Davide Malacrino is an economist in the research department of IMF (IMF).
Wealth creates wealth. This simple concept of privilege has contributed to growing dissatisfaction with inequality that has escalated in the shadow of the COVID-19 pandemic.
ONE paper Co-authored this year by economists at the IMF and other institutions, affirms that wealthier people are more likely to get higher returns on their investments. It also shows that while the children of wealthy people are likely to inherit that wealth, they will not necessarily get the same high returns on investment.
Detailed data on wealth are extremely rare, but 12 years of tax records (2004-2015) from Norway opened a new window of wealth creation for individuals and their descendants. The Nordic country has a wealth tax which requires employers, banks and other third parties to report assets to avoid self-reporting errors. The data, which are published under certain conditions, also make it possible to match parents with their children.
The data shows that a person in the 75th percentile of wealth distribution who invested $ 1 in 2004 would have made $ 1.50 by the end of 2015 – a return of 50%. A person in the top 0.1% would have made $ 2.40 on the same dollar invested – a return of 140%.
Another key finding: high returns put individuals at the top of the wealth scale and prevent them from leaving. If you check age, parental background, and income, and move from the 10th percentile to the 90th percentile of the wealth distribution, the chance of getting below the top 1% increases by 1.2 percentage points versus an average probability of 0 , 89%.
Why do rich people earn high returns? Conventional evidence suggests that richer people invest more of their wealth in risky assets, which can lead to higher returns. However, our research has found that wealthy people, even with more conservative investments, often achieve higher returns. Richer people enjoy pure “economies of scale” for their wealth. Specifically with a given portfolio allocation, those with higher wealth are more likely to achieve higher risk-adjusted returns, possibly because they have access to exclusive investment opportunities or better asset managers. Financial sophistication, financial intelligence, and entrepreneurial talent are also important. These properties make the return to prosperity persistent over time. This research is the first to quantify this mechanism and shows that it is likely to have empirical relevance.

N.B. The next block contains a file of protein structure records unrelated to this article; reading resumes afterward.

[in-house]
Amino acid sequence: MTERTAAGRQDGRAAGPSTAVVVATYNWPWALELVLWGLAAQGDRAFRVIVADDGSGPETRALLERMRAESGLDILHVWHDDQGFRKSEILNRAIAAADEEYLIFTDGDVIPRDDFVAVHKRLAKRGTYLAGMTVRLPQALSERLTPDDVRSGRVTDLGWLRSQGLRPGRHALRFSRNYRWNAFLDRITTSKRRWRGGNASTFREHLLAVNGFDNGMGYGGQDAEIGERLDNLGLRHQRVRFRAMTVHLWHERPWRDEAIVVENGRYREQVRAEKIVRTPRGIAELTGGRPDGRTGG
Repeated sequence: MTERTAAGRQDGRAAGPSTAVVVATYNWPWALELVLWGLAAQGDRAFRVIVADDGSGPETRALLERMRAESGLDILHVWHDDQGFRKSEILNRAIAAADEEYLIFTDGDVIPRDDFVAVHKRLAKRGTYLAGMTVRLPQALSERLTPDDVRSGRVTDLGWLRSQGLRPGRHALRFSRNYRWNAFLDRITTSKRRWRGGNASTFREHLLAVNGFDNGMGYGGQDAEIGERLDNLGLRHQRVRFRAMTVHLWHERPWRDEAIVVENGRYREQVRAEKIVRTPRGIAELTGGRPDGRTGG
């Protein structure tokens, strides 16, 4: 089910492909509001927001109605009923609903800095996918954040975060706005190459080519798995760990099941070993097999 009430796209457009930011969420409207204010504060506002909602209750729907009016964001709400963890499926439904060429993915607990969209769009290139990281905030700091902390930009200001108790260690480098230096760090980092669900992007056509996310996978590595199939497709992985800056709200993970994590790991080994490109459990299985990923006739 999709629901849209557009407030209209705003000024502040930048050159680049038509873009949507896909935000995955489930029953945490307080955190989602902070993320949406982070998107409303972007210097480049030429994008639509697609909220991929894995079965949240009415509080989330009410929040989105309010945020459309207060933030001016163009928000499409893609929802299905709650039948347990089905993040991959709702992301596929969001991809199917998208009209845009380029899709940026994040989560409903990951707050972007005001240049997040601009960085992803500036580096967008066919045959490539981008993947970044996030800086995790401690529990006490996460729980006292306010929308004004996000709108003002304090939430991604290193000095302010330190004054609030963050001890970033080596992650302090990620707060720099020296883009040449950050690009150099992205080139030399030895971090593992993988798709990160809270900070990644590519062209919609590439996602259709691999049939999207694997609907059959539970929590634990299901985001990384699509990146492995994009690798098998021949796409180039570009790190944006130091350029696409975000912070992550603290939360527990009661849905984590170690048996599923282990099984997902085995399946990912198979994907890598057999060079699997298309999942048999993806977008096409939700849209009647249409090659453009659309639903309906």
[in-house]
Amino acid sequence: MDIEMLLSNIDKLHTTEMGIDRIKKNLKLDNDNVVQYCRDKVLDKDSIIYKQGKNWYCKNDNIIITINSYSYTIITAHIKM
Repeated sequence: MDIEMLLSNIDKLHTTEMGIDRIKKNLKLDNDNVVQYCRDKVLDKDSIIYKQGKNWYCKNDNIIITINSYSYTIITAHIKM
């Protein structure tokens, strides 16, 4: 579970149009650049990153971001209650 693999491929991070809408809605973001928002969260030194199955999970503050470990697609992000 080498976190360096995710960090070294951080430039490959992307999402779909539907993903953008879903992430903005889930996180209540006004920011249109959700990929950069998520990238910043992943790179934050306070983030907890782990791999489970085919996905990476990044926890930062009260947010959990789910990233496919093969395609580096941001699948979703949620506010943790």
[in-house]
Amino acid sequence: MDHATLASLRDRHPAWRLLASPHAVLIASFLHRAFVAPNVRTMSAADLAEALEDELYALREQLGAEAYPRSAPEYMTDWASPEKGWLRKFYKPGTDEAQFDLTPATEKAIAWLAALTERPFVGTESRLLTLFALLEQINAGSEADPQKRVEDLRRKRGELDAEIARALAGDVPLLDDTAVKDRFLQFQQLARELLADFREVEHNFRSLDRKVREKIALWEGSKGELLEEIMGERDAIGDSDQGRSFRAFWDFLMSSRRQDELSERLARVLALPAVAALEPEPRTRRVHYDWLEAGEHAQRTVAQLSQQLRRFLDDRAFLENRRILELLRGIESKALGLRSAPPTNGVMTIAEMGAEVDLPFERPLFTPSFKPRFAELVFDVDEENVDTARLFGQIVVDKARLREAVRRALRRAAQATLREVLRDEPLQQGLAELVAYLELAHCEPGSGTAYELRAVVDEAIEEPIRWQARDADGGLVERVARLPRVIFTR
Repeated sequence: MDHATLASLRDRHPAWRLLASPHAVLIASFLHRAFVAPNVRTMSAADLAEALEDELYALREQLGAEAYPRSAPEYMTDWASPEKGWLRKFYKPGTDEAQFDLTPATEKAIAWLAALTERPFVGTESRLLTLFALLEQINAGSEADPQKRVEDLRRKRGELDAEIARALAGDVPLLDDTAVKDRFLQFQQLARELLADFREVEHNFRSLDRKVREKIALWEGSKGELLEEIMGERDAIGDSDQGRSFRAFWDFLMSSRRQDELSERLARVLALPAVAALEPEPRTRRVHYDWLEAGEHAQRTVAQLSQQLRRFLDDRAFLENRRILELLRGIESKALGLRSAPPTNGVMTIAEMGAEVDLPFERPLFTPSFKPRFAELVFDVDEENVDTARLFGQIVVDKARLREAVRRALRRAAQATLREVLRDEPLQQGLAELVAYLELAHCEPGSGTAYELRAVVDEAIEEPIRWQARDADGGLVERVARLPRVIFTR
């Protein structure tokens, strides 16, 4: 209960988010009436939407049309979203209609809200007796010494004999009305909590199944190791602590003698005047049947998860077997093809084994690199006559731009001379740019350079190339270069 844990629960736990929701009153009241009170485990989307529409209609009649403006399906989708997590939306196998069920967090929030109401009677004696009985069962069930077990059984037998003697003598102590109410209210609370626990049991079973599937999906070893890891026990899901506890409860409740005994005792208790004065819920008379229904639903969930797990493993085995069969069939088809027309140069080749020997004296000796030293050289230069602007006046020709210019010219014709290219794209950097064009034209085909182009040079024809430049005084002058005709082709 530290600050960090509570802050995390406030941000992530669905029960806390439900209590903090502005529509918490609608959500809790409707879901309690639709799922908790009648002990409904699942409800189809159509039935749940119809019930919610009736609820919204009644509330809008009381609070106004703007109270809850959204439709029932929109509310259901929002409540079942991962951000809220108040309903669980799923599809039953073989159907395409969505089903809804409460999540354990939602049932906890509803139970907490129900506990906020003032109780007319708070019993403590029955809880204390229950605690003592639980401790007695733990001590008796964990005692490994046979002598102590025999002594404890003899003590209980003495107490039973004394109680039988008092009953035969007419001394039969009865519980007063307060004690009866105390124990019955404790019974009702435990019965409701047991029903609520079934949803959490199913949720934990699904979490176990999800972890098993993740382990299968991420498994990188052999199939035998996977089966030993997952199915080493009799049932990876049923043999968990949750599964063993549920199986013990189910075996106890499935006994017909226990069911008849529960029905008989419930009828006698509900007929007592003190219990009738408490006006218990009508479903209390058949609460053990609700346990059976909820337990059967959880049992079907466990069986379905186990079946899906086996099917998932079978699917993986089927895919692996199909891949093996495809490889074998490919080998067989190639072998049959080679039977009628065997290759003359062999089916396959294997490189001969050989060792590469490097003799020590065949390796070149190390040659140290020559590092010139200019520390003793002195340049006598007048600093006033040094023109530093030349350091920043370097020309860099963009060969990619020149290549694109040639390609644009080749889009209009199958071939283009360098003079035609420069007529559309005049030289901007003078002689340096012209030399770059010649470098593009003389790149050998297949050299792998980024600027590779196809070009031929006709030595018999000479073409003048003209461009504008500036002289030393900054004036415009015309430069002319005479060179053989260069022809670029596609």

Will high returns persist over generations? The answer is a qualified yes. Wealth has a high degree of intergenerational correlation, but there are important differences in the ways in which returns on wealth are generated across generations. The children of the richest are likely to be very rich, but they are unlikely to get as high a return on that wealth as their parents. This suggests that while money is perfectly heritable, exceptional talent is not.
This article was republished by blogs.imf.org.
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